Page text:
The Supreme Court on Tuesday will consider a pair of cases involving the social media accounts of public officials, with First Amendment implications for how politicians interact with constituents who post critical comments.
cautioned the justices against a broad ruling that would “transform communications in private spaces into official action.” In the first case, a Southern California couple sued a pair of school board members after they were blocked from the officials’ Facebook pages. Christopher and Kimberly Garnier, whose children attended the public schools, regularly posted critical messages.in a broad decision that said the action of the school board members could be attributed to the government because of the appearance and content of their pages. The board members, Michelle O’Connor-Ratcliff and T.J.
“Rather than facilitating more speech by the public, the decision below will lead to self-censorship by citizens who are also officials,” Hashim M. Mooppan told the justices in a court filing.In the second case, a different appeals court reached the opposite conclusion based on a narrower test for evaluating the social media activity of elected officials. headtopics.com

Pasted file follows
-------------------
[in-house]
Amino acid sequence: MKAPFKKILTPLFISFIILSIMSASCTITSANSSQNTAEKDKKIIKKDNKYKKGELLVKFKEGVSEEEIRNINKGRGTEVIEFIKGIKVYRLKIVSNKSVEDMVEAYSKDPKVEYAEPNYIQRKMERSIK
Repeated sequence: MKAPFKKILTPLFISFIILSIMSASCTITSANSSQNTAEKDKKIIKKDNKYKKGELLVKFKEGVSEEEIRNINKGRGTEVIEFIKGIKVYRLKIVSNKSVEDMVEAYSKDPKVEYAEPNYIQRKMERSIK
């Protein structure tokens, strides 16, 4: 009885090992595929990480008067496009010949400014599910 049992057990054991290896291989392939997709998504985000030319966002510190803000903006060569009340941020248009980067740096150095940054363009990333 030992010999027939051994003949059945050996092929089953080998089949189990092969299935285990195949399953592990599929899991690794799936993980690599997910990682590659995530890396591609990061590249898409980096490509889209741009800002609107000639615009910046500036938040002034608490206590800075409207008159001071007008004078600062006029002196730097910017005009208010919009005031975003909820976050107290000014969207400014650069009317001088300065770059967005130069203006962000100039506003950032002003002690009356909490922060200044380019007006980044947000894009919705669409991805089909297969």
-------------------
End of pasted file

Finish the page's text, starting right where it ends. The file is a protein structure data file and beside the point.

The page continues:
The appeals court, however, sided with Freed, who described himself on his Facebook page as a father, husband and city manager and listed the city’s website and general email as his contact information. Although Freed posted about city affairs, the overall content on the page he created before his appointment as city manager tended toward family activities, according to court filings.